On July 11, 1804, the most famous duel in American history took place between Alexander Hamilton and Aaron Burr, then the Vice President of the United States. Ellis first relates the most common version of the duel story, which states that, in accordance with the rules or customs of code duello, Hamilton and Burr shot at one another from a distance of ten paces on the plains of Weehawken, NJ. Hamilton was mortally wounded, and died the next day. Burr, although unharmed, could never recover his political standing afterwards.
Ellis concludes that although this version of “the interview at Weehawken” is historically accurate, it is also too brief. In order to understand the true significance and aftermath of the duel, one must first consider the personalities of the assailants, and the argument that brought them to that fateful place.
At the time of the duel, Colonel Aaron Burr was the Thomas Jefferson's Vice President. He had previously held the offices of Senator and Attorney General of New York. Burr’s distinguished ancestry included the famous theologian Jonathan Edwards, from whom he inherited his black hair and dark eyes. On the morning of Wednesday, July 11, 1804, Burr left his Richmond Hill home in Manhattan. Although dressed in the clothes he wore the night before, he carried himself with a nonchalant elegance befitting a gentlemen of his aristocratic heritage. Unlike Hamilton, who left a written account of his mental state, Burr memorialized nothing of his own thoughts. He soon met his associate, William Van Ness, who rowed him across the Hudson River toward the appointed location.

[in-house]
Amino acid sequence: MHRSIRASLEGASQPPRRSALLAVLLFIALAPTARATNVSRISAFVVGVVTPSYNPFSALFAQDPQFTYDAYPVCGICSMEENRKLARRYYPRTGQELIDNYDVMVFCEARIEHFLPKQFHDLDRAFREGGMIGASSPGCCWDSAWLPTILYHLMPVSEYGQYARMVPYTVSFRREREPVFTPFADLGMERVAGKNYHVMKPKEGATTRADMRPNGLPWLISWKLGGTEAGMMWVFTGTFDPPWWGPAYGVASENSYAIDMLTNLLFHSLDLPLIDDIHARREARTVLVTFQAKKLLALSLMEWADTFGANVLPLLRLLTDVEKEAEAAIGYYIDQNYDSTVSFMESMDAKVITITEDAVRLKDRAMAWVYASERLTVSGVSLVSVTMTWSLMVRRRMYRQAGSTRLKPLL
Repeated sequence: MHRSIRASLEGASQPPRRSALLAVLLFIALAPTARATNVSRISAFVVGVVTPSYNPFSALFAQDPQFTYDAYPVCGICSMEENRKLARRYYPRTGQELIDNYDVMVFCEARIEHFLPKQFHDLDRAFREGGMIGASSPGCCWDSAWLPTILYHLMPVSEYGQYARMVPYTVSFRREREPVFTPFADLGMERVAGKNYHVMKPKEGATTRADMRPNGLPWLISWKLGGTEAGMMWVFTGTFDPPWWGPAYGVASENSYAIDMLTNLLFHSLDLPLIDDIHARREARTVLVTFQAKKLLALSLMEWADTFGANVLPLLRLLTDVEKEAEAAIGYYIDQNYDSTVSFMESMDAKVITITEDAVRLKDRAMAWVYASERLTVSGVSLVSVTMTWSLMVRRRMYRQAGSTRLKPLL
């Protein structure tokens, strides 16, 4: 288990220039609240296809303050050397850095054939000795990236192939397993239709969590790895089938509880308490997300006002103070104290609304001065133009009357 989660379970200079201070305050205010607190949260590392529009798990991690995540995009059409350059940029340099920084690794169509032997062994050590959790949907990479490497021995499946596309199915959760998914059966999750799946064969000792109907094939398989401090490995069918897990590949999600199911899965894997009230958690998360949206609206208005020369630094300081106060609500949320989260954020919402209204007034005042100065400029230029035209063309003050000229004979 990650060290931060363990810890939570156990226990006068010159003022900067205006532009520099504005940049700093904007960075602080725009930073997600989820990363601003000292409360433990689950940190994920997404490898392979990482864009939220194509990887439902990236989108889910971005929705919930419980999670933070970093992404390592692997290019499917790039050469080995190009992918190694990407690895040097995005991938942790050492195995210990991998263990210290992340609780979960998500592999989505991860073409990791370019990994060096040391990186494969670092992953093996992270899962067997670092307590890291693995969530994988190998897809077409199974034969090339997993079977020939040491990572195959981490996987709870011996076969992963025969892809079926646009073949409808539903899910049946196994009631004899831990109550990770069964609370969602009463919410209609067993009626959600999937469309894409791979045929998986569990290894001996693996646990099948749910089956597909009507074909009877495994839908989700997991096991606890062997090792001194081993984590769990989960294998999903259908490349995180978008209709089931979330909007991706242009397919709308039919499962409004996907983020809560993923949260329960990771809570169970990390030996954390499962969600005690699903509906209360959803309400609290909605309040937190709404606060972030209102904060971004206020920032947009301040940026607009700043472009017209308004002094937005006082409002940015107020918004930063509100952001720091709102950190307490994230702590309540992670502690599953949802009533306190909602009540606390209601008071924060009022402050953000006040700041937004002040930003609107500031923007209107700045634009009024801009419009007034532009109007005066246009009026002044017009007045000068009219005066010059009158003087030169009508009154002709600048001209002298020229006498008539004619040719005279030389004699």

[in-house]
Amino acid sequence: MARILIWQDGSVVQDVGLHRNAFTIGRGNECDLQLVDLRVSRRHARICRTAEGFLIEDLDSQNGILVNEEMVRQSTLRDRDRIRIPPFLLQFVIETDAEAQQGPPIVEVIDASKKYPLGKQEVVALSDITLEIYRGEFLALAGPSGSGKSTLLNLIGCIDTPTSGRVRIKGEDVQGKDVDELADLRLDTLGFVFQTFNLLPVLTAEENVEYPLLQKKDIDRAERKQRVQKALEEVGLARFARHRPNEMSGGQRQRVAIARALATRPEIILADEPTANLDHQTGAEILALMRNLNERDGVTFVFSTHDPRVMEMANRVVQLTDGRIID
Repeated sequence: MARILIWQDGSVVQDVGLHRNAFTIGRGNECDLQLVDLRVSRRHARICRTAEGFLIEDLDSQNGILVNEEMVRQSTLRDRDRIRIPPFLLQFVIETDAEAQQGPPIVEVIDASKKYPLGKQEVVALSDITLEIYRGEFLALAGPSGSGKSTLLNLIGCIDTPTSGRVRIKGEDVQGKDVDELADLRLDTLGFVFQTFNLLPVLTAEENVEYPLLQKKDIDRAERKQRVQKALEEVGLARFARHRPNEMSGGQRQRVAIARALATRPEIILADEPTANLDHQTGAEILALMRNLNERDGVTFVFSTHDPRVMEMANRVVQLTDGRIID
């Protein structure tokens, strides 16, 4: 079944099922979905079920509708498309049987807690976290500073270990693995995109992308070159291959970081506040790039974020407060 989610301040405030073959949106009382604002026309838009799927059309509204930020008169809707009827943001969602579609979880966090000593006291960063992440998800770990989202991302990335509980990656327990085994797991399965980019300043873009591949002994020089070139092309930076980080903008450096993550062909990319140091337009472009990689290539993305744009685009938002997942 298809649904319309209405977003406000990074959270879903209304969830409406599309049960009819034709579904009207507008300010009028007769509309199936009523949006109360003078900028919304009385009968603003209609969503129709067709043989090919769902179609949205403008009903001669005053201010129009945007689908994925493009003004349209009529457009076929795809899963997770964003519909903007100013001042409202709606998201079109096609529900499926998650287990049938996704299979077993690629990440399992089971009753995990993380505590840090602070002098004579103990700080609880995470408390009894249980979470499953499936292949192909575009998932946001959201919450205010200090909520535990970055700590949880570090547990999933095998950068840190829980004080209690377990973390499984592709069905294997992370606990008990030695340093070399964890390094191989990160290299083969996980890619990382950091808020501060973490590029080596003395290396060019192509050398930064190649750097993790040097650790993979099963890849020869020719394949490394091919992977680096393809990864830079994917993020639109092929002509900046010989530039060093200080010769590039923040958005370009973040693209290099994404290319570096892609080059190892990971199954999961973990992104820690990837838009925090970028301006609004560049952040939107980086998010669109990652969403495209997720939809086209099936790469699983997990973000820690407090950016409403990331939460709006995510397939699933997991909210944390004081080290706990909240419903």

In the meantime, General Alexander Hamilton had left his home, near present day Wall Street, and boarded a small boat with his physician, Dr. David Hosack, and his associate, Nathaniel Pendleton. Unlike Burr, who had a dark demeanor and complexion, Hamilton was fair-skinned with blue eyes. Hamilton’s ancestry was less refined than Burr’s; he was the illegitimate child of a French woman and a Scottish alcoholic. Born in the West Indies, Hamilton was always driven to transcend his low origins through an ambitious nature, pronounced intellect, and bravado. After distinguishing himself in the Revolutionary War, where he rose to the position of Senior Officer of the Army, he became a protégé of George Washington, and was appointed as the first Secretary of the Treasury. He was one of the leading members of the Federalist party, and a major contributor to the United States government in its nascent period.